Atmospheric Sciences SeminarOctober 20, 3:30pm - 5:00pm
Mānoa Campus, Virtual Meeting
Physical factors impacting convective storms and weather hazards
Dr. Jiwen Fan
Pacific Northwest National Laboratory (PNNL)
You are invited to our weekly online Atmospheric Sciences Fall 2021 seminars via Zoom meeting.
When: October 20, 2021 at 3:30PM HST
Meeting admission: 3:15PM HST
Register in advance for this meeting: https://hawaii.zoom.us/meeting/register/tJwlcOmtpz8iGtFAfj1LmB2t-J89CV76hI1s
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As a security precaution, unmuting microphones, starting video, screen share, and using the 'chat' feature will be disabled for those attending the seminar, except for ATMO faculty. If you would like to say something, please use the 'raise hand' feature. The host or a co-host can then enable you to unmute your microphone.
Deep convective clouds play a crucial role in atmospheric circulation, energy, and water cycle of our climate system. The extreme form of such storms produces weather hazards such as large hail, damaging winds and/or tornadoes, and torrential rainfall, causing significant property damages and economic losses. There is a large gap in our fundamental understanding of how human activities modify storm intensity, precipitation, and associated hazards. In this talk, I will present our effort on impacts of anthropogenic aerosols, urbanization, and anthropogenic warming on storm intensity, extreme precipitation, and hailstones. I will focus on the understandings gained from process-level studies using both advanced observations and high-resolution model simulations. The challenges in observing and modeling such convective storms will be discussed.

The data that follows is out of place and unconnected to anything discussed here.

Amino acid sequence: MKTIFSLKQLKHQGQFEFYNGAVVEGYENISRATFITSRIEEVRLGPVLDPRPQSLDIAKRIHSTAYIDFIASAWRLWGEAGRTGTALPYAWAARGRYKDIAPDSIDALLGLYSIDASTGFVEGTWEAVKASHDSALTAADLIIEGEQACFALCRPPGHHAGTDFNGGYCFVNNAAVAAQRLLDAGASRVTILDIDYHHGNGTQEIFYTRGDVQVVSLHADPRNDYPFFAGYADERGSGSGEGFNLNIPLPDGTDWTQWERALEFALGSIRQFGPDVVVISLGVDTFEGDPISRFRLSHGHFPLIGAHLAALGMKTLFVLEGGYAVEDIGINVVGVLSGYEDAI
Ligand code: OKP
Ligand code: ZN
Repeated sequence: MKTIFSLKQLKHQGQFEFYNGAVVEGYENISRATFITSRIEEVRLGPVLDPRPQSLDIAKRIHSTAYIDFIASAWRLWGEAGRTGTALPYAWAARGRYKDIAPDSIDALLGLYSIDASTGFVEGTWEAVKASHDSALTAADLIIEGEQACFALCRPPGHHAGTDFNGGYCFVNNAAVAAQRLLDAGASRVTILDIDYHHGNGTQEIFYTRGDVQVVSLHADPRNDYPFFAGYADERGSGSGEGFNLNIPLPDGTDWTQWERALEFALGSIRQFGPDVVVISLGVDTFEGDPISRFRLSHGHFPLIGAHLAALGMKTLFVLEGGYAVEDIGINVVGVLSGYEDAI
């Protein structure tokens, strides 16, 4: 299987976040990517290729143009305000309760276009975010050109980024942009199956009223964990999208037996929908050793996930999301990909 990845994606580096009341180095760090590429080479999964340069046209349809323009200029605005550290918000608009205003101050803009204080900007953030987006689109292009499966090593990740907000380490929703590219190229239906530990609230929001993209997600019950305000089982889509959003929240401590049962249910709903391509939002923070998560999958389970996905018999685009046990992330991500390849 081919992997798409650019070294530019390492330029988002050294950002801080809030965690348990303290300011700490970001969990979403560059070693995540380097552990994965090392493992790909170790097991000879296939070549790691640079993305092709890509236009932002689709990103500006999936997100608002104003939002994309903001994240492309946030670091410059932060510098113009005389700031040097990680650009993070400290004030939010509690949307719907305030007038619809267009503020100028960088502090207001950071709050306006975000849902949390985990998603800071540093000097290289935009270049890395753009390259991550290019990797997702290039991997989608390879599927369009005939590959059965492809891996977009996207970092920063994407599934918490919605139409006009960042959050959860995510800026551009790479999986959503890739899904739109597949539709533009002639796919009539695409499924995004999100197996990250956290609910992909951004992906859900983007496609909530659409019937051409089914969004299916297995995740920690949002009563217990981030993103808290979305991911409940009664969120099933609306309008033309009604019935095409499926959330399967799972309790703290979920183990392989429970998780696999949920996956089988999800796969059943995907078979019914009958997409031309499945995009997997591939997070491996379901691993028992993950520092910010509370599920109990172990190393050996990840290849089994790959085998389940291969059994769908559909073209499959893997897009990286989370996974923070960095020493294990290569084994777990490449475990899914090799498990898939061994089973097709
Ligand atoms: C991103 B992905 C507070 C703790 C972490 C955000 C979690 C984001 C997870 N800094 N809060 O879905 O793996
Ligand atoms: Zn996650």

Dr. Jiwen Fan is a laboratory fellow at Pacific Northwest National Laboratory (PNNL). She received her Ph.D. degree in 2007 from Texas A&M University. Her expertise encompasses atmospheric chemistry, aerosols, clouds, convective systems, and severe storms. Her work contributes to improving physical understanding of the complex aerosol interactions with cloud microphysics and dynamics. Her current work includes (1) physical factors impacting severe convective storms, particularly under the context of urbanization, wildfires, and climate warming., (2) understanding meso-scale convective systems (MCSs) and improving global model capability in simulating MCSs, (3) development of cloud microphysics parameterizations for weather and climate models, and (4) impacts of marine organic aerosols and dust on mixed-phase clouds.
Jiwen has published over 110 peer-reviewed journal articles including the high-impact journals such as Science, Nature Geoscience, Nature Communications, Proceedings of the National Academy of Sciences of the United States of America. She was 2015 AGU ASCENT award for exceptional mid-career scientists. She has led and co-led several large collaborative research projects including the DOE Climate Model Development and Validation (CMDV) on mesoscale convective systems (CMDV-MCS) and the Enabling Aerosol-cloud interactions at GLobal convection-permitting scalES (EAGLES). She is the editor of Journal of Advances in Modeling Earth Systems (JAMES).
SOEST Atmospheric Sciences, Mānoa Campus
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